This article explores the gifts of the Spirit as well as the fruit of the Spirit. The gifts, or charismata, are given to the body of Christ, as discussed in Romans 12 and 1 Corinthians 12-1 Corinthians 14. The fruit, mentioned in Galatians 5:22, are one, and unite the divided life, with a view to the fruit entering the glory of God.
How should 1 Corinthians 12-1 Corinthians 14 be interpreted? Baker believes that the key to the three chapters is the correct understanding of the first phrase, "Now about the spiritual gifts,” in 12:1. He also discusses in some detail the meaning of "gift of grace" ("charismata"), "to be zealous," and "spiritual" ("pneumatikos").
What is the nature of the relationship between Christ and the church? What is the role of the church in salvation? In this article the author reflects on the significance of the image used for the church as the body of Christ in 1 Corinthians 12:27 for our understanding of the functions of the church as prophet, priest, and king.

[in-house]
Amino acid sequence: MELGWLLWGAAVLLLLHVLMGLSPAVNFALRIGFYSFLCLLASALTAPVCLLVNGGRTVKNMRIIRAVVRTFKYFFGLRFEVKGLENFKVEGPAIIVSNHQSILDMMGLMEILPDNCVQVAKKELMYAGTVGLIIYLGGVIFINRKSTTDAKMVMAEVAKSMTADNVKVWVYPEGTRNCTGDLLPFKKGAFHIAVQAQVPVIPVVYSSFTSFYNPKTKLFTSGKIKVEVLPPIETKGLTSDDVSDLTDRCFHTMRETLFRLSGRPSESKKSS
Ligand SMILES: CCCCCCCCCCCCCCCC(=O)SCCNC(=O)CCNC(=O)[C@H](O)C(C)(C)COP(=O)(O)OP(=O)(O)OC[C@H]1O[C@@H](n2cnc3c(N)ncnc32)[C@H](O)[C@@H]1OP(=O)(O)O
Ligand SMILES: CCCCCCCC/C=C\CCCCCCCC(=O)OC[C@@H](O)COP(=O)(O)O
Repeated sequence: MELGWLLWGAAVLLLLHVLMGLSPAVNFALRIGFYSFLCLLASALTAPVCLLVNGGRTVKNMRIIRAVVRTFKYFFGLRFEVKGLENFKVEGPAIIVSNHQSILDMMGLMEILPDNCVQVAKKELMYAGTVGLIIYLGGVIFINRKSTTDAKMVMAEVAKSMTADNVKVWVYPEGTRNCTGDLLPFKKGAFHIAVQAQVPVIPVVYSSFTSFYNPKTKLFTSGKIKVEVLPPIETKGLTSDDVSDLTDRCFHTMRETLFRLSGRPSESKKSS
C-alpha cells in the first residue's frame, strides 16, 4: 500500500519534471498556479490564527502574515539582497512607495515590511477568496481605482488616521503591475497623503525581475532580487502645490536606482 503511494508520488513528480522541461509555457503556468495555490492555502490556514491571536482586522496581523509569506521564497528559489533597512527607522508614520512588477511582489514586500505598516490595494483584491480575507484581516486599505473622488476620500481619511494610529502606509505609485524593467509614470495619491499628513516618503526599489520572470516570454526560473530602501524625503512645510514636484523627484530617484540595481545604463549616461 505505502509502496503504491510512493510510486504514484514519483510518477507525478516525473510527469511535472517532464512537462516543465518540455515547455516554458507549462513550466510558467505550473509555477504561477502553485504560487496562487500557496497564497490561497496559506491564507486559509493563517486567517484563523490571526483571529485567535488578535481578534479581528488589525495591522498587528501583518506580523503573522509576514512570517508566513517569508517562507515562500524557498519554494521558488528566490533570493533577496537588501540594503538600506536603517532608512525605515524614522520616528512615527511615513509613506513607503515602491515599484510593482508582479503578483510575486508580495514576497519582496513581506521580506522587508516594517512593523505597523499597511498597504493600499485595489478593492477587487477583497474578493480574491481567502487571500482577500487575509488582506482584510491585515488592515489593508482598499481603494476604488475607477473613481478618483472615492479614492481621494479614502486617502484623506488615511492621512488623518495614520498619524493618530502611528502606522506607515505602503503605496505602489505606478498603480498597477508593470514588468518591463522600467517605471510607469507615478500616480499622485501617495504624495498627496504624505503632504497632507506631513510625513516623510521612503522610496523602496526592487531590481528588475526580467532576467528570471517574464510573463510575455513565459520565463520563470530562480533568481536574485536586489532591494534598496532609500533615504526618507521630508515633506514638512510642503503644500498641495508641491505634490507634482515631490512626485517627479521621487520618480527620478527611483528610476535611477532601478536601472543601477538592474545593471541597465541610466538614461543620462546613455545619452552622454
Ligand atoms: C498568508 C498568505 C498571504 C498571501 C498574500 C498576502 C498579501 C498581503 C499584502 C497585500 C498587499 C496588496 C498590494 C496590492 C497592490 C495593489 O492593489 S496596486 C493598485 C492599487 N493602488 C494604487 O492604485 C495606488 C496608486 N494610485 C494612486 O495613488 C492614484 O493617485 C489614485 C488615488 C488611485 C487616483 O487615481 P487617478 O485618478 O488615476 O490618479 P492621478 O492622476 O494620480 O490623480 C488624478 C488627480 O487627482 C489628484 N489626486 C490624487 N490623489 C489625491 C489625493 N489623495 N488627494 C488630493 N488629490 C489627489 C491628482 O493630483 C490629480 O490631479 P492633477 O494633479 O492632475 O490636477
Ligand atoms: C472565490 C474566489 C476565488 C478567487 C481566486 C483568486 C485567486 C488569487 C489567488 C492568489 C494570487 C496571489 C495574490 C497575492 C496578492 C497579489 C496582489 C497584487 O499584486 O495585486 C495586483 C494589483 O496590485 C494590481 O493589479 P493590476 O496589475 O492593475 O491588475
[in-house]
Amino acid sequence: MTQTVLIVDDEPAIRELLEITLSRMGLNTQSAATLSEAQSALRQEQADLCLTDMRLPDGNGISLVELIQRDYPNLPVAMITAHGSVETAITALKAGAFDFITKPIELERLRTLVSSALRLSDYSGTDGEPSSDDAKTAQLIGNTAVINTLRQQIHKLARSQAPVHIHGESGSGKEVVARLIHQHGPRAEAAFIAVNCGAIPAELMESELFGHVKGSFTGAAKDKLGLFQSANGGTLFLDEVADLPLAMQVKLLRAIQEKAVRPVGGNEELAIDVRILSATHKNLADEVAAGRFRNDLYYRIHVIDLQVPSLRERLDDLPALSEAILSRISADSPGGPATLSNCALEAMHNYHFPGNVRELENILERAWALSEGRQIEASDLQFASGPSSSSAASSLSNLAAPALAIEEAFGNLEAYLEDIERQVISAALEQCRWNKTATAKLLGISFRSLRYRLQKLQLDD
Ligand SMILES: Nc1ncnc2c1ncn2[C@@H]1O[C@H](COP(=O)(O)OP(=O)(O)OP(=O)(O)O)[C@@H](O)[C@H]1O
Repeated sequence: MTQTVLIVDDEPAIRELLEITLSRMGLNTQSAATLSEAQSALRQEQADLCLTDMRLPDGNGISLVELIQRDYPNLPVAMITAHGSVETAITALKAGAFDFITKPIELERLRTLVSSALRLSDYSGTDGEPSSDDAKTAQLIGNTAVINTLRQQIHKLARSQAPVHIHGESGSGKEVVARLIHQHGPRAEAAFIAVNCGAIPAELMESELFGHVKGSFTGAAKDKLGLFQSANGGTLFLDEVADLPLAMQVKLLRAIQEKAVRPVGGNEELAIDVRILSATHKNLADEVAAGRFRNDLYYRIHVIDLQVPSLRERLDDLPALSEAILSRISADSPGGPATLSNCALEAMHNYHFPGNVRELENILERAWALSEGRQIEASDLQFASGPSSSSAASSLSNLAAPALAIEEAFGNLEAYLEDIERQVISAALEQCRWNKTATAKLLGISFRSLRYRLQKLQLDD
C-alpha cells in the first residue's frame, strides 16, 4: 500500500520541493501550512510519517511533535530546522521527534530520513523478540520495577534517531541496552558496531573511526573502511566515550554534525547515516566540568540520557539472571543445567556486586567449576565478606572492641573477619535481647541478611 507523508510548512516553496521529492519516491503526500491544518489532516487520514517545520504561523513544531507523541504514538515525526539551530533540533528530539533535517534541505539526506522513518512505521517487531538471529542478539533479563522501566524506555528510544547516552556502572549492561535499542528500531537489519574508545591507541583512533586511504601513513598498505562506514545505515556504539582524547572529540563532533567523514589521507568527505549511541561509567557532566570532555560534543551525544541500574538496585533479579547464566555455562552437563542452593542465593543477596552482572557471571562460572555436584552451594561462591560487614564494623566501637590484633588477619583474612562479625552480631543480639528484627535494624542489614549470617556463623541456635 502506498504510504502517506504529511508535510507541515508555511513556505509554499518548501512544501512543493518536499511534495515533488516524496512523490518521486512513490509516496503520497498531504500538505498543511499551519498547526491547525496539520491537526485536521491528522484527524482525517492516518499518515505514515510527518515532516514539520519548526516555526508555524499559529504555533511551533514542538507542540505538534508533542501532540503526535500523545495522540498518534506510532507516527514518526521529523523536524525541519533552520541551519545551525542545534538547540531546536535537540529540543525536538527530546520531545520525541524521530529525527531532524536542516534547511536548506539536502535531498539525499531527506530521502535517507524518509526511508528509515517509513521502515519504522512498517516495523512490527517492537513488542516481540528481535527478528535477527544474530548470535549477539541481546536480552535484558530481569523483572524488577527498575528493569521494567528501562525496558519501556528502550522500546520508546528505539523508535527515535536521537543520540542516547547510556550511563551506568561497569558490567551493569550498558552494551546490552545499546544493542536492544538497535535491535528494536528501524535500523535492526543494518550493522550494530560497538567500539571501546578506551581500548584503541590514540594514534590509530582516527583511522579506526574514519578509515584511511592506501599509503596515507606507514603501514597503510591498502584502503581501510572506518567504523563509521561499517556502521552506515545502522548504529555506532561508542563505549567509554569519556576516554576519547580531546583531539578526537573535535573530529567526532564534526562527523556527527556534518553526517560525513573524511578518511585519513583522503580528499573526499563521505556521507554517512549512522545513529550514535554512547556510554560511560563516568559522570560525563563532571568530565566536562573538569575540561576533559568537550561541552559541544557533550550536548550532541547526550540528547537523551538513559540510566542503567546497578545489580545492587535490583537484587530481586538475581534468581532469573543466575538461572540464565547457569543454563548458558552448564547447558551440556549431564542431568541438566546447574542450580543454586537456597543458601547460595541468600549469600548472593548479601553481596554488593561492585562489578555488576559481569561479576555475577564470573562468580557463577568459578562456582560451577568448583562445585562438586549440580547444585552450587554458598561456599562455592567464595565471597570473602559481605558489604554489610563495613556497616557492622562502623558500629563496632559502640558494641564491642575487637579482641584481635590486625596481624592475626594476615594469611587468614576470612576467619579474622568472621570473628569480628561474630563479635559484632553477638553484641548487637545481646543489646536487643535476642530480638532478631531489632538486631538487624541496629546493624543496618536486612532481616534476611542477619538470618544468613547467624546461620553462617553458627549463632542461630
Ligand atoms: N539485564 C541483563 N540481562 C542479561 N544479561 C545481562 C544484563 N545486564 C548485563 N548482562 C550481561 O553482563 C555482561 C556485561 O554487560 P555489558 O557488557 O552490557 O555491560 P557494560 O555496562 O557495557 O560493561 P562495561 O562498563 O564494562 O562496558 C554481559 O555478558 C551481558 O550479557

This article's concern is a better understanding of the word "charisma" in its different contexts in the New Testament (e.g., 1 Corinthians 12). It argues that scholarship has not adequately appropriated the linguistic insights of James Barr, in particular his concerns to distinguish word and concept. The author warns against the influence of a popular theological understanding that "spiritual gifts" are Spirit-given abilities.